Family lured Jerrianne and her husband to South Milwaukee in 2002 from Southern California where she worked as, first, a journalist, then, as a court information officer. She now stays busy with media-relations consulting, playing with her three grandchildren (part of the lure), writing, discovering her new environs, and hoping her garden will produce before the first fall frost.
Saturday night, my daughter took her children to Mitchell Field to greet some important travelers. They were not meeting family or friends. In fact, they had never met any of the people they were going to greet. May 14th marked the second time this year, and the tenth time since the inaugural flight in 2008, that the Stars and Stripes Honor Flight program took a group of World War II veterans to Washington DC for a day of honor and remembrance, visiting the WWII Memorial, Arlington National Cemetery, and other memorial sites. Each veteran is paired with a “guardian” to shepherd them through a day that begins with an early morning departure from Mitchell Field and a full schedule of events in DC before a late evening return to Milwaukee.
Though my daughter had seen and read reports of previous Stars and Stripes Honor Flights, it wasn’t until a member of her church recounted his experiences participating in the April 16th flight earlier this year that the importance of this program registered with her. He described a day that was full of poignancy, meaning and memories, but he was particularly moved by the greeting he got when he returned to Milwaukee. A cheering crowd lined the walkway from the concourse to the parking garage to greet and thank him and the other participating veterans for their service. My daughter said, “It’s not often you see a WWII veteran choke up. I was moved by how much that welcome home meant to him.” She came home from church that day promising herself she’d be part of the group welcoming home the next Stars and Stripes Honor Flight participants.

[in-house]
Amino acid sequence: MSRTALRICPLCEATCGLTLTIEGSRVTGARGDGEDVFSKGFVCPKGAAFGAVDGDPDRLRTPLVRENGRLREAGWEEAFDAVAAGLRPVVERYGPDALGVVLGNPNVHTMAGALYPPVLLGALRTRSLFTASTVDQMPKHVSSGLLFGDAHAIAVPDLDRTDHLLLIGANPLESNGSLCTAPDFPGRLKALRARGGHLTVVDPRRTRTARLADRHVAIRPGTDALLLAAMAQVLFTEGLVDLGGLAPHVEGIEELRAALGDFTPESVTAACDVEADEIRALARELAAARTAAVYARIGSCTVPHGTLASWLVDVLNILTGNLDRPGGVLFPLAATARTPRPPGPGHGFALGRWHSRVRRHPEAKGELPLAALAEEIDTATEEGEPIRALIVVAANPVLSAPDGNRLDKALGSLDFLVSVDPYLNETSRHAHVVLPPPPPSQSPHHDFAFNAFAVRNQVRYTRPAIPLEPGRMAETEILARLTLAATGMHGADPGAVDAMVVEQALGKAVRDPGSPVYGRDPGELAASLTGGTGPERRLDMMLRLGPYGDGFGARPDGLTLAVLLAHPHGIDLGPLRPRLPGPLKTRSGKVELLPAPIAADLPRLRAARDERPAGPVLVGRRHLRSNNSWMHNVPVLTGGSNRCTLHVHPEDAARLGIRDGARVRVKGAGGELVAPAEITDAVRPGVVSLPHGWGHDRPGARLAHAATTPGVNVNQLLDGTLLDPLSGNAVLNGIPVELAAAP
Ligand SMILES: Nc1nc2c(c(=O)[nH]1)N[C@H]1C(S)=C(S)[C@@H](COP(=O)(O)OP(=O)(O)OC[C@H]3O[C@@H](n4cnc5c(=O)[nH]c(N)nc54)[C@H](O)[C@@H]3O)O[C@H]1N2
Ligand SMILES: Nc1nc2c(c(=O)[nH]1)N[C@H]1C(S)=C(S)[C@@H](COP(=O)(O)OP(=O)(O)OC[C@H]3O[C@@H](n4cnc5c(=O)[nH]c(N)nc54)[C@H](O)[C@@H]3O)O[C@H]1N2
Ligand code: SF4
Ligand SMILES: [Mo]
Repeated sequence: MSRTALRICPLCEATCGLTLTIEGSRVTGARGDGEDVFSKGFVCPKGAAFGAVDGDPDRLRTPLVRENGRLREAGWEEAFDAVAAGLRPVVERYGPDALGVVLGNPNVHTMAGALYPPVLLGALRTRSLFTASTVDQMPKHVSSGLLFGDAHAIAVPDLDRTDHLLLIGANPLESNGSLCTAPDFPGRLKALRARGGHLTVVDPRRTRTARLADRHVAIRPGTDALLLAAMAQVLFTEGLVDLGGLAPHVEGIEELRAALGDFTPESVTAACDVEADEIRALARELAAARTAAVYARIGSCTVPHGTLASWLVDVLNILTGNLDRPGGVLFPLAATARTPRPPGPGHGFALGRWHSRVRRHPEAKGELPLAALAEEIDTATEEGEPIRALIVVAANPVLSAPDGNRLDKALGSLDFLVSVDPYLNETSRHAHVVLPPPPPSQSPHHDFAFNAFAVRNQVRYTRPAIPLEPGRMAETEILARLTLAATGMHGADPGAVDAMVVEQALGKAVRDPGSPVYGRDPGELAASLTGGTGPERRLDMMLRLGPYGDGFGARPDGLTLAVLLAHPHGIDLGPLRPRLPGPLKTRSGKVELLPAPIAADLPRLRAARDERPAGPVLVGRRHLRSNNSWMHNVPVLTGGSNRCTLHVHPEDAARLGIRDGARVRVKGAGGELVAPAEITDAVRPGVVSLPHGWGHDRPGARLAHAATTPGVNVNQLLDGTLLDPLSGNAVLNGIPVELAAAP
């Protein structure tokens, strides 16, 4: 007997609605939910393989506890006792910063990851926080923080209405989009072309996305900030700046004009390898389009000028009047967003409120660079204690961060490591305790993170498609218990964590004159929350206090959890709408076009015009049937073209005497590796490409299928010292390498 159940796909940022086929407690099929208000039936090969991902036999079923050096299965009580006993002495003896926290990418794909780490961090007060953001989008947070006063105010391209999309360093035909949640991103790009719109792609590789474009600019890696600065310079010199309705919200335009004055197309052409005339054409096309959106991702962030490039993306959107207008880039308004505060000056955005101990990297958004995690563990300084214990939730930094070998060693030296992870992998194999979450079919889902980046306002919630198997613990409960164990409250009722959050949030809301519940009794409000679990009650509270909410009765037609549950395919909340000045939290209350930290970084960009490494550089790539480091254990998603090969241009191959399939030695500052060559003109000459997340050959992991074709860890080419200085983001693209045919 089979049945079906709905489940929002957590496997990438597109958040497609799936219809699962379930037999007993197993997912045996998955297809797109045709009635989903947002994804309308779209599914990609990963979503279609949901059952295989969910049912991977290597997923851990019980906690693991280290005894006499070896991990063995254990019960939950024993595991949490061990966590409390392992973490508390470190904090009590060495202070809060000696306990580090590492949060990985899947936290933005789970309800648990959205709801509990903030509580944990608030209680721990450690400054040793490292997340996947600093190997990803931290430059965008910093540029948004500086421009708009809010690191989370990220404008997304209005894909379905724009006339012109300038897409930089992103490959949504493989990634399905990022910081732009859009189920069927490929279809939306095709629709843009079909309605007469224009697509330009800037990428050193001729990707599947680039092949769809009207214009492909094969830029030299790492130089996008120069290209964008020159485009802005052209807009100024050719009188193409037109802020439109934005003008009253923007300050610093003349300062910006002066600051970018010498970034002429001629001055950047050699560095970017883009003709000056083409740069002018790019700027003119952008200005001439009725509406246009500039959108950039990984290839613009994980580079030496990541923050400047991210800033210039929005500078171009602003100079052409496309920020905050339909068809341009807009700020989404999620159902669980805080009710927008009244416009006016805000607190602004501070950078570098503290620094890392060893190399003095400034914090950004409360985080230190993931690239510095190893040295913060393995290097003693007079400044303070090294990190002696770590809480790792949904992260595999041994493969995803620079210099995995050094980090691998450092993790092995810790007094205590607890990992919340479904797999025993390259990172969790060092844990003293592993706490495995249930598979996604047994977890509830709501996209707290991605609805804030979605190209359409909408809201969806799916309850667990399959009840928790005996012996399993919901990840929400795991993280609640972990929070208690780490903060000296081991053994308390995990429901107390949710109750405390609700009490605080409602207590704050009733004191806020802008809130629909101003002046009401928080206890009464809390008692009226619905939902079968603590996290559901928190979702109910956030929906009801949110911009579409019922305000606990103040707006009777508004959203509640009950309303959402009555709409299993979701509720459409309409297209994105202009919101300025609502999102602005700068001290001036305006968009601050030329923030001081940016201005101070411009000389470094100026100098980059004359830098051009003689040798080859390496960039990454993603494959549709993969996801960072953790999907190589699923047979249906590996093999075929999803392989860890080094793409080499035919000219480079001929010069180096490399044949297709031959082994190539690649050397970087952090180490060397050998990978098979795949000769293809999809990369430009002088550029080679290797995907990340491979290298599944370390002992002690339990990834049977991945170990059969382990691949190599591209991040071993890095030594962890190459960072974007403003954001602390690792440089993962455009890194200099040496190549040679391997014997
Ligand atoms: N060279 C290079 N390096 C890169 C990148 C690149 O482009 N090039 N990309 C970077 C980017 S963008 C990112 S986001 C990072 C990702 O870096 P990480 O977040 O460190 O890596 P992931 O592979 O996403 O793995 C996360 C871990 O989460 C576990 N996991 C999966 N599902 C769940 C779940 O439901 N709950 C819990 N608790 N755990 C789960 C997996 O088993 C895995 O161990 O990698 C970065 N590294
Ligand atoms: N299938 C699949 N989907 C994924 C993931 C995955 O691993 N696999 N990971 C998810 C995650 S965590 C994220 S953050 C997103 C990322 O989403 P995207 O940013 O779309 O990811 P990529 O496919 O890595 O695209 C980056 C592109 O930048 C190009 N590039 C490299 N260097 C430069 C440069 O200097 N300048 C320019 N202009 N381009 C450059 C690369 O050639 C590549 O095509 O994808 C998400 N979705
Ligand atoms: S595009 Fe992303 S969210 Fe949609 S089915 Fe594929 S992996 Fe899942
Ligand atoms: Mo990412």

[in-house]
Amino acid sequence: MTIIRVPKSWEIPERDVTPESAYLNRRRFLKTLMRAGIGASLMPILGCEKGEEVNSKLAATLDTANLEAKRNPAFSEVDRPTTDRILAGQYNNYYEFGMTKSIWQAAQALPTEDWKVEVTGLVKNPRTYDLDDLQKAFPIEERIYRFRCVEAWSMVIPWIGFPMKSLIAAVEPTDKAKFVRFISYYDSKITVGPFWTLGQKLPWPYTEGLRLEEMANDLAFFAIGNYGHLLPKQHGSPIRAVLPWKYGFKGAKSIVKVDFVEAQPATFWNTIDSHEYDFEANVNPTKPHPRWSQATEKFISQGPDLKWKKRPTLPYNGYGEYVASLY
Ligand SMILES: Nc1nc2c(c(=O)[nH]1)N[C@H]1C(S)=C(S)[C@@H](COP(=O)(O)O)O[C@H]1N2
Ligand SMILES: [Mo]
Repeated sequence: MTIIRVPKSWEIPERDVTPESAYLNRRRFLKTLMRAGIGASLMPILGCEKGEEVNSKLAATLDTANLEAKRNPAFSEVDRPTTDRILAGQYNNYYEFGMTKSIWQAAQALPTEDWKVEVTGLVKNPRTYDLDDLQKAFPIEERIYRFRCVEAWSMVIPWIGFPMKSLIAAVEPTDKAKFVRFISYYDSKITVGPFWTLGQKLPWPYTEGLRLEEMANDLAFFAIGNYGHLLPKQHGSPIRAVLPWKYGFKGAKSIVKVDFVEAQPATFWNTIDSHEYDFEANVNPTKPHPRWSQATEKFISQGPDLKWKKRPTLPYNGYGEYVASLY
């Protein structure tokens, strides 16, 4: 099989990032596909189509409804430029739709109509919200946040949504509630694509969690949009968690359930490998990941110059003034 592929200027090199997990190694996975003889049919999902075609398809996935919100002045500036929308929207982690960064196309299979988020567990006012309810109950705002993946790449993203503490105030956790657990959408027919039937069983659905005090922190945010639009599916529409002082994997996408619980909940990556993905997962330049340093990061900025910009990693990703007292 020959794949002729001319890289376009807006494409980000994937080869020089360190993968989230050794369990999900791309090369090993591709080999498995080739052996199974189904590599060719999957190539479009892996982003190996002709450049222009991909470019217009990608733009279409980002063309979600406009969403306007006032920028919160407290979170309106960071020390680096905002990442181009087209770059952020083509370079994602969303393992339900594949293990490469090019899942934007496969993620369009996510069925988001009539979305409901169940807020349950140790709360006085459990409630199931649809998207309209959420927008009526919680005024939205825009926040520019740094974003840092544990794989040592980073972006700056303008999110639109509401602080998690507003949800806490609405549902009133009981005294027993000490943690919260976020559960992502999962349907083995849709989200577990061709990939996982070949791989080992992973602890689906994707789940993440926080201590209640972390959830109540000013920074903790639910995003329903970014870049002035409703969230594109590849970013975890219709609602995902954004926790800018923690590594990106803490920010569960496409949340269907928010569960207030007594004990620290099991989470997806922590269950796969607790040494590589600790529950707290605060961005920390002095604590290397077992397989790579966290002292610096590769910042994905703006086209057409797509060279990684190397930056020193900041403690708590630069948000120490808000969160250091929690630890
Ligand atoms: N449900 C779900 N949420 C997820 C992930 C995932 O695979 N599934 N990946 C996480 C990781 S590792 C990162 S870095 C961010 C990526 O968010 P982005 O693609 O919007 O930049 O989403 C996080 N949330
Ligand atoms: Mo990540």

She and her kids got a chance to make good on that promise Saturday night, and the experience did not disappoint. She and her kids joined the grateful crowd lining the path from the concourse to the parking structure, glad for the opportunity to say, “Thank you for your service. Thank you for your sacrifice.” The beaming faces of the veterans and the misty eyes of the family members accompanying them at the sight of the cheering crowd were unforgettable. It is an experience she highly recommends.
There are Honor Flight regional hubs across the United States (http://www.honorflight.org/programs/allregionalhubs.cfm, five in Wisconsin http://www.honorflight.org/programs/index.cfm?s=WI#map) and tours from various hubs scheduled throughout the year (http://www.honorflight.org/tour/index.cfm). The Stars and Stripes Honor Flight program plans to have additional flights in the fall. Check their Web site for updates (http://www.starsandstripeshonorflight.org/) as the dates are finalized. Itineraries are posted the week before flight dates and include the time of return to Mitchell Field.
If you know a WWII veteran who would like to participate in an Honor Flight or you would like to donate to support the program (The program is run by volunteers. Donations cover the trips of veterans. Guardians and family members pay their own way.), please contact Stars and Stripes Honor Flight at http://www.starsandstripeshonorflight.org/donate.php.
Perhaps you can participate in supporting the Honor Flight mission:
“Our mission is to fly WWII veterans and terminally ill veterans from other wars to see their memorials in Washington, DC. We also work closely with schools throughout Wisconsin to ensure that the heroic stories of our veterans are built into the curriculum so that future generations will fully appreciate the sacrifices made on their behalf.
As the last of the Greatest Generation approach their final curtain call, we are witnesses to a tremendous loss as we embrace a precious opportunity. They will die – 900 heroes – men and women who defined dignity, pass from us each and every day. They take their stories and history and enormous bravery with them. But many are among us still. There is no earthly way we can approach a gift that reflects our depth of gratitude. But we thank them anyway. With YOUR HELP we thank them.”